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Old 11-24-2017, 07:46 AM   #16
NullNix
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What do you mean? How is Amazon discriminating against port 25? Amazon doesn't care what port you use to send email to their service. Are you saying that you're trying to set up your Kindle to send email? Is this a Kindle Fire? If so, I don't think it's Amazon that is blocking port 25, it's probably whatever Internet provider you're using at the time. I know that my ISP, Cox, blocks port 25 for anything except connections to their own SMTP servers.

Shari
I was using 'port 25' as a shorthand for 'SMTP connections terminating on Amazon's free.kindle.com servers'.

You will often get connection failures, or one-byte-per-second connections with eventual disconnection, if you connect to retail-smtp-in.amazon.com from anything looking even remotely non-huge-cloud-business: I've seen it from residential ADSL space, small-business IP space and medium-sized-fibre-to-the-premises. gmail? always works. These are not blacklisted addresses I'm talking about: they're in MX records and receive and send mail to and from many other sites without difficulty (not that mail senders need to be mail recipients as well, but all of these are).
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Old 11-24-2017, 09:24 AM   #17
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Quote:
Originally Posted by NullNix View Post
I was using 'port 25' as a shorthand for 'SMTP connections terminating on Amazon's free.kindle.com servers'.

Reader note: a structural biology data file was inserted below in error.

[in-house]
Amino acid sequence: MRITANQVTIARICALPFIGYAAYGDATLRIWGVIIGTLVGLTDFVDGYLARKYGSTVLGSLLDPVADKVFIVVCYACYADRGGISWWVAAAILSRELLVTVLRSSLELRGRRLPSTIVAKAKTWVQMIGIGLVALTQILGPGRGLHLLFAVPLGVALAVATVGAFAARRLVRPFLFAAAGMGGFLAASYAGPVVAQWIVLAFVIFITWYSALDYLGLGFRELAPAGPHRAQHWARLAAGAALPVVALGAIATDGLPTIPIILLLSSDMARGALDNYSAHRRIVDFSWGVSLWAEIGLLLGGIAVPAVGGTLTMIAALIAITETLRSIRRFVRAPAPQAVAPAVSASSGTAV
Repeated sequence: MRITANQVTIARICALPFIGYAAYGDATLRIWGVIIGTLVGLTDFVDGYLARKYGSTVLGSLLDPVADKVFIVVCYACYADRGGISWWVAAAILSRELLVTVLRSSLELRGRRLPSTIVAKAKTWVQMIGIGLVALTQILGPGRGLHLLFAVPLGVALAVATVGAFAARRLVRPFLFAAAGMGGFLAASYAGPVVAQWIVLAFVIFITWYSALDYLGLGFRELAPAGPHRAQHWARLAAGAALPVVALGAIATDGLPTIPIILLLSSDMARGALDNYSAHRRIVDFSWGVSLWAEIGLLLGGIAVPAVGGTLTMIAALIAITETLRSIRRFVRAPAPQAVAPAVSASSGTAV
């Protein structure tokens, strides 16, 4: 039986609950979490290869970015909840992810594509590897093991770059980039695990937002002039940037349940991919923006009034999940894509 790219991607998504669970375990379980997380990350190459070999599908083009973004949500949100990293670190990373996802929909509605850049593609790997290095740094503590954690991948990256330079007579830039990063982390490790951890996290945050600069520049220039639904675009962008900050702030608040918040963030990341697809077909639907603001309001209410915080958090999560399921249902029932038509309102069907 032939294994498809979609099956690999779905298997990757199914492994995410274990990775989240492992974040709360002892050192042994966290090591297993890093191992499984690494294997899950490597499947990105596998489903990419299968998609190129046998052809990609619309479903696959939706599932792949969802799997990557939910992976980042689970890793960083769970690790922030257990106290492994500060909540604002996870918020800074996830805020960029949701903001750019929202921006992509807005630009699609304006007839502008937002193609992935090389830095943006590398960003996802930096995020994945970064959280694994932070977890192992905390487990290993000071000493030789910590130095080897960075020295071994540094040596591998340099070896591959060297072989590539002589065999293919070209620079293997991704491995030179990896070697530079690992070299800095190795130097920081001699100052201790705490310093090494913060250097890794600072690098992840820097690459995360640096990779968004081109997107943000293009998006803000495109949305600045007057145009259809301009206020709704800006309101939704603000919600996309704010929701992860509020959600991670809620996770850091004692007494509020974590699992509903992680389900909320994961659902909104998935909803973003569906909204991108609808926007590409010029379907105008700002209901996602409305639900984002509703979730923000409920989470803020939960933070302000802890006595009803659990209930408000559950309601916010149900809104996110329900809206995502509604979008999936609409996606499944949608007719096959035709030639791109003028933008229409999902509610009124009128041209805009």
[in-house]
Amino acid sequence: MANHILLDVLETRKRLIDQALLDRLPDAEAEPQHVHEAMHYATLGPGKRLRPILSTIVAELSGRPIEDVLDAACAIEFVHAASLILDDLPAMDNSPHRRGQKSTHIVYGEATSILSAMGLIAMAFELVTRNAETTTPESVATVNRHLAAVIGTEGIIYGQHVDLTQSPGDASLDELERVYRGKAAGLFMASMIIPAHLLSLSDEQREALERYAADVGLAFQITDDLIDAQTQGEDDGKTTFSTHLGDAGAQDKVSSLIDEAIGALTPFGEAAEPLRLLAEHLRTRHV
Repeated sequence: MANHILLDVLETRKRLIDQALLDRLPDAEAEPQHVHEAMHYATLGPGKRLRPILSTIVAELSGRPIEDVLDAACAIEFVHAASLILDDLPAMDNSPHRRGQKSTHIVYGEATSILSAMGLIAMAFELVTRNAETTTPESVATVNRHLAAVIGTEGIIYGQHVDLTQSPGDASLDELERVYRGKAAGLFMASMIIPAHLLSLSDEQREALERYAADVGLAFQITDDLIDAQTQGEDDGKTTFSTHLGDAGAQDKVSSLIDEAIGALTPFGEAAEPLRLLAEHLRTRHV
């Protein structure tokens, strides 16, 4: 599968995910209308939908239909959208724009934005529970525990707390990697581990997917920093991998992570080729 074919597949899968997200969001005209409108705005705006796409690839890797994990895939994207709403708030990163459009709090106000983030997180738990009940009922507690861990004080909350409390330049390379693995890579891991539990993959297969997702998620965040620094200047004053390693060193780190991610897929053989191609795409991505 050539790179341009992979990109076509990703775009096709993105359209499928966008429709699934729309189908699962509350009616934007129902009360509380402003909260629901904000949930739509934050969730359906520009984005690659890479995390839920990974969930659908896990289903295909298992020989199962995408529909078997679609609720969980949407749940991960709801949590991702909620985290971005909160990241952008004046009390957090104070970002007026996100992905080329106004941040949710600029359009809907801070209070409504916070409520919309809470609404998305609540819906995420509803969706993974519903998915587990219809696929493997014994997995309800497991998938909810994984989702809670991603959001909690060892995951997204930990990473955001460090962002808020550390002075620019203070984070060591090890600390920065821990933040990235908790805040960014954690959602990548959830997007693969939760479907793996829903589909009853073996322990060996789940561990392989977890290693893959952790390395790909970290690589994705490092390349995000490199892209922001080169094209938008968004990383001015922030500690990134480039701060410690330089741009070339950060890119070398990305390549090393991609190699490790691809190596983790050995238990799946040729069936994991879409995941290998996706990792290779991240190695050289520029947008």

You will often get connection failures, or one-byte-per-second connections with eventual disconnection, if you connect to retail-smtp-in.amazon.com from anything looking even remotely non-huge-cloud-business: I've seen it from residential ADSL space, small-business IP space and medium-sized-fibre-to-the-premises. gmail? always works. These are not blacklisted addresses I'm talking about: they're in MX records and receive and send mail to and from many other sites without difficulty (not that mail senders need to be mail recipients as well, but all of these are).
Now I'm even more confused. You're trying to use your Kindle to connect to and send email from Amazon's AWS email services?

Shari
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Old 11-24-2017, 02:21 PM   #18
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Now I'm even more confused. You're trying to use your Kindle to connect to and send email from Amazon's AWS email services?

Shari
No no, this is about sending stuff to the Kindle free email address (in this case, Calibre-rendered news articles, via calibre-smtp(1)). In the middle of last year, Amazon started indefinitely deferring everything I sent this way via everything other than the largest of email providers. Grumble grumble big corporate hegemony grumble...
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Old 11-25-2017, 12:27 AM   #19
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Quote:
Originally Posted by shalym View Post
Now I'm even more confused. You're trying to use your Kindle to connect to and send email from Amazon's AWS email services?

Shari
Quote:
Originally Posted by NullNix View Post